NI agricultural census to go paperless for the first time in 174-year history

Northern Ireland’s Annual Agricultural and Horticultural Census is set to go completely online for the first time in its 174-year history, because of Covid-19.

Department officials say the census, which opens this week, is one of the world’s longest-running surveys having been collated since 1847.

However, 2020 will mark the first year it will be conducted completely paperlessly. The survey also has a short, four-week lifespan with the deadline for completion set for Tuesday, June 30.

‘Quicker and easier’

Agriculture, Environment and Rural Affairs Minister Edwin Poots said: “Covid-19 has caused us to rethink how we do things and find new ways of gathering information about the farming sector. Farmers are already under pressure with the current crisis, so in moving the survey online, we aim to make its completion easier and quicker.

The survey has been compiled since 1847, and is an extremely important tool to assess trends across the agriculture and horticulture sectors – including how many people work in the industry, how many livestock there are, where farms are located, how do sub-sectors such dairy, beef, pork, poultry and cereals compare.

“We use all this information to help form many of my department’s decisions and policies on supporting Northern Ireland’s farming industry. It’s therefore very important for people to fill in the survey and help us understand how and where to direct resources.”

The option to fill in the survey online has been available since 2003, but uptake of the online option has been low.

Minister Poots continued: “Last year, only 18% of forms were filled in online.

“Obviously, with the survey going completely online this year, I am encouraging everyone to take the 15-minute survey before the June 30 deadline, and ensure we can capture what’s happening across Northern Ireland.”

Changes for 2020

The 2020 census will see some changes designed to make the survey easier to complete.

As ever, all the information collected during the census will be treated in a completely confidential manner. As an additional security feature within the online format of the survey, each of Northern Ireland’s farm businesses will shortly be provided with a unique five-digit code to safeguard identity when logging into the service.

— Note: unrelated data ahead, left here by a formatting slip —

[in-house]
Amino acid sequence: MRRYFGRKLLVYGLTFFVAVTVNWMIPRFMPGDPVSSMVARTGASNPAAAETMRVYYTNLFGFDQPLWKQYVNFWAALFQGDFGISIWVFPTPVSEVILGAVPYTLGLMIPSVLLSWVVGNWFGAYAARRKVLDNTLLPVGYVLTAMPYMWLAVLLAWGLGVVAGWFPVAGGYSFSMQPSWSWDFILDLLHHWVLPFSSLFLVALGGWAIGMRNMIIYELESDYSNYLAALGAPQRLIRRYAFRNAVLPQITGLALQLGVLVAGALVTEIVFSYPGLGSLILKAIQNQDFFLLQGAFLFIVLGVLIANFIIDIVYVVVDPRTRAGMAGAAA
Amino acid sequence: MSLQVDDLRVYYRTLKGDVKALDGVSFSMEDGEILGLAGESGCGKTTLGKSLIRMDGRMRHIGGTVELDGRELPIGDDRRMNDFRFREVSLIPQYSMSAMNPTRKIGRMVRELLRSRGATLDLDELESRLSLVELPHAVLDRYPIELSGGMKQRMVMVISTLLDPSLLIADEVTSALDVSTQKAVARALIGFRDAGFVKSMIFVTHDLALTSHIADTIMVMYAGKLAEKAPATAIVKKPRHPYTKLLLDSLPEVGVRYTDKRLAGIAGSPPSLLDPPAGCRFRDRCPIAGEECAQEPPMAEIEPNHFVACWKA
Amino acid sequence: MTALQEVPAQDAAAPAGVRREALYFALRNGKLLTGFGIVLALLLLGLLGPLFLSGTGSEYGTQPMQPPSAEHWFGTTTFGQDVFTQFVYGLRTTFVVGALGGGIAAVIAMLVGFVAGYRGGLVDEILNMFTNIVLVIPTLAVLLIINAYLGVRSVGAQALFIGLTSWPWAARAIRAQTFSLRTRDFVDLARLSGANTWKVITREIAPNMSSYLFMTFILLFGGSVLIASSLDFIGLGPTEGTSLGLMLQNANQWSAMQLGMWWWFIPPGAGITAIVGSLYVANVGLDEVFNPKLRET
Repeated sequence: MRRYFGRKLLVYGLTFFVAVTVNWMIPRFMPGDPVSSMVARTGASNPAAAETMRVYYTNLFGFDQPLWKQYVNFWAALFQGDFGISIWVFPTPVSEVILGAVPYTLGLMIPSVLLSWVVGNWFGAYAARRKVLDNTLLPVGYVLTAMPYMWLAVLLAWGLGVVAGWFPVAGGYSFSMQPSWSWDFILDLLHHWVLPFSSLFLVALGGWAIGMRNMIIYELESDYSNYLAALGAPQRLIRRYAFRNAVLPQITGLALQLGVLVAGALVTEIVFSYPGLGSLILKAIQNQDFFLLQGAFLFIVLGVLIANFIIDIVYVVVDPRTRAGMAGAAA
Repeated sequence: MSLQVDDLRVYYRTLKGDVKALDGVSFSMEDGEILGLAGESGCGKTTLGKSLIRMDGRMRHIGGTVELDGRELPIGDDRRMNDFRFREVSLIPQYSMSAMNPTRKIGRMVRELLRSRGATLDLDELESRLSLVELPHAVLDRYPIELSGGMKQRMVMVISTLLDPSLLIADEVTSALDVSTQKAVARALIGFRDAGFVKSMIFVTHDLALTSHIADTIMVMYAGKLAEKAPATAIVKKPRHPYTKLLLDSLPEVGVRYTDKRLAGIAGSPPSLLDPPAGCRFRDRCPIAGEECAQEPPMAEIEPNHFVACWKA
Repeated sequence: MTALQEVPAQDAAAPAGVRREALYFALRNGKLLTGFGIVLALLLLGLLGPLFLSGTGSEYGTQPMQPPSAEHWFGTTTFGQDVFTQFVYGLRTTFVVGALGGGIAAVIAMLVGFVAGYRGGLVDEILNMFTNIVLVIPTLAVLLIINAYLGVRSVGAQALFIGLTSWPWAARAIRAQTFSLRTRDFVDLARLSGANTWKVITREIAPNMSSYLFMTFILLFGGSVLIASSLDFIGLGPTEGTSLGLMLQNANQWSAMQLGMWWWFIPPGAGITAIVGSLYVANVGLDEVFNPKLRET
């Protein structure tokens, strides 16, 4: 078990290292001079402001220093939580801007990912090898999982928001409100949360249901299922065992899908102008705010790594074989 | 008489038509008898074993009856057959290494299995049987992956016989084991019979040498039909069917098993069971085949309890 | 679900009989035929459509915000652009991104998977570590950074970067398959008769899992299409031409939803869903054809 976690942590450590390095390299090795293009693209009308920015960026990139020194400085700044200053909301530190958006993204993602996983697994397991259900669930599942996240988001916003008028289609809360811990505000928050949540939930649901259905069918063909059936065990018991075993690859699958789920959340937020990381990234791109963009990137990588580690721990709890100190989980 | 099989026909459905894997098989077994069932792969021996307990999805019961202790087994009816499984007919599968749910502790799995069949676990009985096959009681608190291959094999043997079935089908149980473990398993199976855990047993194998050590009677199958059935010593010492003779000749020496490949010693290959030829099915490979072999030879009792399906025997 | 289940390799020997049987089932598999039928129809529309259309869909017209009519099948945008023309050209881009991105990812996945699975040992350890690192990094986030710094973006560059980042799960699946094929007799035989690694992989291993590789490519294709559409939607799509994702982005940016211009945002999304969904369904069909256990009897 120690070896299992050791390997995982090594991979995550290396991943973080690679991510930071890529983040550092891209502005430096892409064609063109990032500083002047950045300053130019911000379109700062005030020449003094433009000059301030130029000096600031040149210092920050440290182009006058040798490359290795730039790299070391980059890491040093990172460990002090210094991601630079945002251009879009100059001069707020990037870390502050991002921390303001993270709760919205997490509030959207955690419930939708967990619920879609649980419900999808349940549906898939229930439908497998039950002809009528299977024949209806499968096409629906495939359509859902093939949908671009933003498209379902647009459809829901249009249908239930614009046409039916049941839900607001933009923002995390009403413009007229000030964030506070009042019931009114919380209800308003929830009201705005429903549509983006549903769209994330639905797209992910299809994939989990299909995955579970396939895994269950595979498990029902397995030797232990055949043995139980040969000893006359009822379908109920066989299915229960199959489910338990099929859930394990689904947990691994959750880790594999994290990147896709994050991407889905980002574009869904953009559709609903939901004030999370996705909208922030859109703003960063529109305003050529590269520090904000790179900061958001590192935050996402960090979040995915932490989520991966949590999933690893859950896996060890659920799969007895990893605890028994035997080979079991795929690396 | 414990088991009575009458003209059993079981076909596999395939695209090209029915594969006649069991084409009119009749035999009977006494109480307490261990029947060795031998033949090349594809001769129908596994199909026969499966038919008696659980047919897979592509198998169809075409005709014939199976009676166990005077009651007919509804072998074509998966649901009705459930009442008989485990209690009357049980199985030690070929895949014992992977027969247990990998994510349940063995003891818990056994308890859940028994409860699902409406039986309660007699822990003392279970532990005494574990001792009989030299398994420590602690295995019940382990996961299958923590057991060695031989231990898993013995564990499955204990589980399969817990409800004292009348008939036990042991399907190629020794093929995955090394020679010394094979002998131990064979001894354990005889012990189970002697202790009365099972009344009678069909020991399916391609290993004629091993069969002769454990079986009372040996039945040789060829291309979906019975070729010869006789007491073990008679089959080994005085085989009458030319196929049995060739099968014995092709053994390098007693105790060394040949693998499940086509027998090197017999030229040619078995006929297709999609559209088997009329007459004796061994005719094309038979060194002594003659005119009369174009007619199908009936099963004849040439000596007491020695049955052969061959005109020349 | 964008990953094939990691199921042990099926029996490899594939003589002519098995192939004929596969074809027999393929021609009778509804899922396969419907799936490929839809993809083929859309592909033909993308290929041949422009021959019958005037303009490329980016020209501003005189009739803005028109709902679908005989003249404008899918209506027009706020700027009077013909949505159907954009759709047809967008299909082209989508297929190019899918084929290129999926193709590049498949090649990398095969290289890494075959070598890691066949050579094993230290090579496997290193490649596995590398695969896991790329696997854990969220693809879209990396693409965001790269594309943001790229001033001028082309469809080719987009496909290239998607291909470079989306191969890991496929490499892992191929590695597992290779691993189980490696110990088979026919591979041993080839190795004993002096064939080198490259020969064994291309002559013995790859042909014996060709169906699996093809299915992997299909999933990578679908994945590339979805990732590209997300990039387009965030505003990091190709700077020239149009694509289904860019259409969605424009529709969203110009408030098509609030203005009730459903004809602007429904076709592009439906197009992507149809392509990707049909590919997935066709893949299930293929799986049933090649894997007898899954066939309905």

The questions contained in this census will be very similar to previous years but on this occasion data on crop areas, livestock, labour and cattle will be collated directly by APHIS (Animal Plant Health Information System), so these details don’t need to be completed.

Farmers also make use of the census results to inform themselves about changes in the structure of the agricultural industry. Food processors and suppliers of goods and services to the agricultural industry also make use of the statistics to inform their decisions on capital investment.

Census data also helps assess the impact of farming on the environment. Livestock numbers and land data are used to estimate greenhouse gas emissions for the UK Greenhouse Gas Inventory which monitors changes in emission levels over time.

Errors will be automatically detected on the online census and the digital format will also automatically calculate totals. It also means the results of the census can be processed much faster.

The 2019 survey highlighted some interesting facts:

  • There are 24,827 farm businesses in Northern Ireland;
  • For every person in Northern Ireland, there are 14 chickens, one cow, one sheep and a third of a pig;
  • There are 48,423 farm workers in Northern Ireland (including farmers and their spouses);
  • Most farms involved in livestock production with 93% assigned to a livestock type;
  • 10% were classified as dairy farms and 79% as cattle and sheep farms;
  • Grass accounted for almost 80% of all area farmed.